A new watch series from A. Lange & Söhne arrives like a comet: rare, earth-shattering, graceful, and impossible to ignore. The adventurously named Odysseus—five years in the making—represents brand-new territory for the venerable brand: Its first sports watch is a seemingly inconsequential array of brand firsts that add up to more than the sum of its parts. Is it a compelling entry? Or is it too little, too late?
To understand that sort of significance, it’s worth reflecting what makes A. Lange & Söhne so special. In its modern state, it has only been around since 1994—a time when the industry didn’t know its place for mechanical timepieces, much less the highest-end of watchmaking. In just two decades, A. Lange & Söhne transformed the idea of haute horology with high-end precision, unwavering consistency, and the adoption of a German watchmaking identity all its own. A German company, exemplifying precision? You don’t say—but how many connoisseurs at the time could remember Glashutte, eastern Germany, closer to the Czech Republic than Switzerland, as one of the historic temples of watchmaking?
“The idea of the watch which you can wear in a more casual environment is almost as old as the company,” said Wilhelm Schmid, CEO of A. Lange and Söhne, “even [legendary watch entrepreneur] Günter Blümlein had the idea. The watch had no real vision or idea how to execute it. We then took it more seriously again, and by 2014 we had a good idea on how the idea should look like, and how the family should look like, because it’s only the first kind within that watch family. The rest is history. We launched six weeks ago.”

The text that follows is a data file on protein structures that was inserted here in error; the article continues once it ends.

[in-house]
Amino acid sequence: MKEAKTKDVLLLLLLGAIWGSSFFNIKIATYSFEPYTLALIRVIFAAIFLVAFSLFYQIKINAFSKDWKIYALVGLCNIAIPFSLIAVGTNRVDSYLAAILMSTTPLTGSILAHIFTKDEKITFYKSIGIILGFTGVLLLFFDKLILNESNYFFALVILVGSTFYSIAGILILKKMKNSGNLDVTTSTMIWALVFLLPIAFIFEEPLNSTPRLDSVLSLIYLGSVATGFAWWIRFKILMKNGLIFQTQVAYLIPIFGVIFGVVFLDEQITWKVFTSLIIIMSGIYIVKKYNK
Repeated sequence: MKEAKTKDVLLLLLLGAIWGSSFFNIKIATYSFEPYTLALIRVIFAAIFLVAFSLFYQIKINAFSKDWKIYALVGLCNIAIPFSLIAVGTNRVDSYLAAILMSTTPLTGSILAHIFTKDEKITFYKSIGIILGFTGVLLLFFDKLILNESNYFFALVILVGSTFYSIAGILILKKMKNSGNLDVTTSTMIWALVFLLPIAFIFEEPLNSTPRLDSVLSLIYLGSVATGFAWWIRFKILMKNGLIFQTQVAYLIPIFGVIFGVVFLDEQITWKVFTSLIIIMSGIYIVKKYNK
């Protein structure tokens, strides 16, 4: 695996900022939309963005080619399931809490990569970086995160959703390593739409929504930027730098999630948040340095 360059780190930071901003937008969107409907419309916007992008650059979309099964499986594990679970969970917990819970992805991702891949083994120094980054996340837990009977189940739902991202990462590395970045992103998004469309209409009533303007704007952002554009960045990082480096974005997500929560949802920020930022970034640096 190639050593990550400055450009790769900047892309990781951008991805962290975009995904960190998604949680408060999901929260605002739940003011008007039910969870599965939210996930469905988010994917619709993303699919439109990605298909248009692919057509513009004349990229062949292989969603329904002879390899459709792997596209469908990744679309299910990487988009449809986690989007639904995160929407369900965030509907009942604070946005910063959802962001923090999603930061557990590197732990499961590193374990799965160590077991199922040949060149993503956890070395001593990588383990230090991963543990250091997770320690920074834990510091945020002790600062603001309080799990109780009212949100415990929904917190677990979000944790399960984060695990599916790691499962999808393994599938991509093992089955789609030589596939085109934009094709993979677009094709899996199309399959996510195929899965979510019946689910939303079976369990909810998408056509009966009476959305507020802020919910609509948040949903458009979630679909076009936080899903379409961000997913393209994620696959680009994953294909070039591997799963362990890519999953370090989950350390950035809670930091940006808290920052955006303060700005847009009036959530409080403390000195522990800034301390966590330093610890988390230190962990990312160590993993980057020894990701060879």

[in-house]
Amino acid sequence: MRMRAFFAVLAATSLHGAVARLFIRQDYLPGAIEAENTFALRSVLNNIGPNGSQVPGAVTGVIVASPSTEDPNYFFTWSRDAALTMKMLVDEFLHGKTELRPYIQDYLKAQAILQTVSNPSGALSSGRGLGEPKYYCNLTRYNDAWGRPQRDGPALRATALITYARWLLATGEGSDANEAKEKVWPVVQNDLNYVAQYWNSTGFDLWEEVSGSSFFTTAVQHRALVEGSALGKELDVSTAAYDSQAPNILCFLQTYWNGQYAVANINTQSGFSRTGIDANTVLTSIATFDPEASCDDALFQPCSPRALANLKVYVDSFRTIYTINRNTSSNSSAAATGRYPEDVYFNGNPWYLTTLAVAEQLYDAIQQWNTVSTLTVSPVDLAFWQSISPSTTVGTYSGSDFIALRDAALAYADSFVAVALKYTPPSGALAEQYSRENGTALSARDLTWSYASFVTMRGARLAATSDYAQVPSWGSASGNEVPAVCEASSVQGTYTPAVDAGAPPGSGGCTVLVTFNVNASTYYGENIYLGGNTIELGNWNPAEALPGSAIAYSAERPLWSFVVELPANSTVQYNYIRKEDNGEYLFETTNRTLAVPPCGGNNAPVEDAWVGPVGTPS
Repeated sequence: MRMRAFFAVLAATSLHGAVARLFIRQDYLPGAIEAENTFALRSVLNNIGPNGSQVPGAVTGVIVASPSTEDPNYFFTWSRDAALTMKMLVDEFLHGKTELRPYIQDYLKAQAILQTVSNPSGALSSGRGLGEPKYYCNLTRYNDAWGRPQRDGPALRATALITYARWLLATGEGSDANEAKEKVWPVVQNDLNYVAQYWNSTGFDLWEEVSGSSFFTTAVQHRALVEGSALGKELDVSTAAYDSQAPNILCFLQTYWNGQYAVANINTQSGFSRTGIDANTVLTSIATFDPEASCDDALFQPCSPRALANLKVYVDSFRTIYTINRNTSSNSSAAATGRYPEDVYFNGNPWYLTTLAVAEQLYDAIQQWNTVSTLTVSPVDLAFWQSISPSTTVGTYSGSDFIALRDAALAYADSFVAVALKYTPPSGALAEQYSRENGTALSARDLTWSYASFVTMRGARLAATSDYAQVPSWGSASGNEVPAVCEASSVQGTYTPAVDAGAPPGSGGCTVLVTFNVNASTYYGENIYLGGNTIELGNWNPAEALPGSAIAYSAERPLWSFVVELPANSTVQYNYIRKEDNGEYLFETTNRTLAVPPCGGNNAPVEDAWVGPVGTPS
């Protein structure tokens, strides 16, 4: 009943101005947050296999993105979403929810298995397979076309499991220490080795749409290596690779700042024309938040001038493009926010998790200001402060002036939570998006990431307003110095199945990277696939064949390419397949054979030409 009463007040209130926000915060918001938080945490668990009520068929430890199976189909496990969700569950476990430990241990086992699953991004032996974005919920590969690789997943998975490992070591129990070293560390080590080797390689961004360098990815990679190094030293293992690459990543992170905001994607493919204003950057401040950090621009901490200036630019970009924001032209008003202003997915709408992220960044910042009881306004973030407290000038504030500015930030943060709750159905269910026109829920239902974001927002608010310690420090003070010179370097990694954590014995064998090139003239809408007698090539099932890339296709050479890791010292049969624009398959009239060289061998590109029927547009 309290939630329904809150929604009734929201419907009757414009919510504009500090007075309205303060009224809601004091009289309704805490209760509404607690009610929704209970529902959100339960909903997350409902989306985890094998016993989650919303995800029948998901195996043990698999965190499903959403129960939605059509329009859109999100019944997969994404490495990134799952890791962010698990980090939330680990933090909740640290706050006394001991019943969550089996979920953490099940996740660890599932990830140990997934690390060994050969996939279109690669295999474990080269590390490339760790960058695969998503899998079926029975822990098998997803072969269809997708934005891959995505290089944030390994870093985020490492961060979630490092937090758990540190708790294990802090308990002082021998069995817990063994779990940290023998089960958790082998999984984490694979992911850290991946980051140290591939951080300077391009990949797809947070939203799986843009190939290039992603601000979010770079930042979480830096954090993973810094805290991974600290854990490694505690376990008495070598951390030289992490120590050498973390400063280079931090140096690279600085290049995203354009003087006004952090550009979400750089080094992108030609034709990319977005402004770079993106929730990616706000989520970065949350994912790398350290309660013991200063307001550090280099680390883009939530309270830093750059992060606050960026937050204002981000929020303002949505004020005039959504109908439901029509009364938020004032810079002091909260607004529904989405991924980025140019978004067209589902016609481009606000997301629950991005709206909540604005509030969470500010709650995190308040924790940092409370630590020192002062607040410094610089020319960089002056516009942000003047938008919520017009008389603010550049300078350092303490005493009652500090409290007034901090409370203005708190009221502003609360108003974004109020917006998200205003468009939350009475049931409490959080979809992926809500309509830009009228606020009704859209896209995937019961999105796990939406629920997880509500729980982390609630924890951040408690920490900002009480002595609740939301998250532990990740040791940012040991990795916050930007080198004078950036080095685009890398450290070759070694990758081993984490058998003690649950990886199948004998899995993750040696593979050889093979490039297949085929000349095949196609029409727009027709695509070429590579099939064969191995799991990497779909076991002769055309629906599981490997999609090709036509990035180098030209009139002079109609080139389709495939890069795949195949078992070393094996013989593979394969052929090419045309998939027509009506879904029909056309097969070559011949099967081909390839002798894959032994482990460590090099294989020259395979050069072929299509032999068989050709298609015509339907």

A. Lange & Söhne watches usually feature precious metals, colored golds or platinums, oversized date windows with mechanical complications, and some form of crocodile leather band. The lettering is uniform, the case shapes are nearly identical, and the baton hands are thin and delicate. Occasionally the dial erupts into concentric circles, such as on the Richard Lange, and sometimes there is a tourbillon involved—and expect to pay dearly for that privilege. These are almost always dress watches: minimal and austere, yet immediately recognizable.
The Odysseus does away with nearly all of this. For starters, its 40.5mm-wide case is asymmetrical, with an interplay of raised, brushed, and polished metalwork for the date pushers, surrounding the screw-down crown—another first for the brand, which has never before rated a watch to 120 meters of water resistance. The case and its integrated bracelet are rendered in stainless steel. The hands and indices receive Super-LumiNova. That fully integrated bracelet, by the way, is intricately rendered: Across its five links the surfaces are brushed, while the chamfered edges are polished. The L155.1 DATOMATIC in-house caliber is based on the brand’s other automatics but reinforced for robustness. With the same dreamy level of finishing it features 31 jewels, 50 hours of power reserve, and a skeletal rotor with platinum elements, blued screw heads, and a weighty brushed look as if it was hauled off a steam train.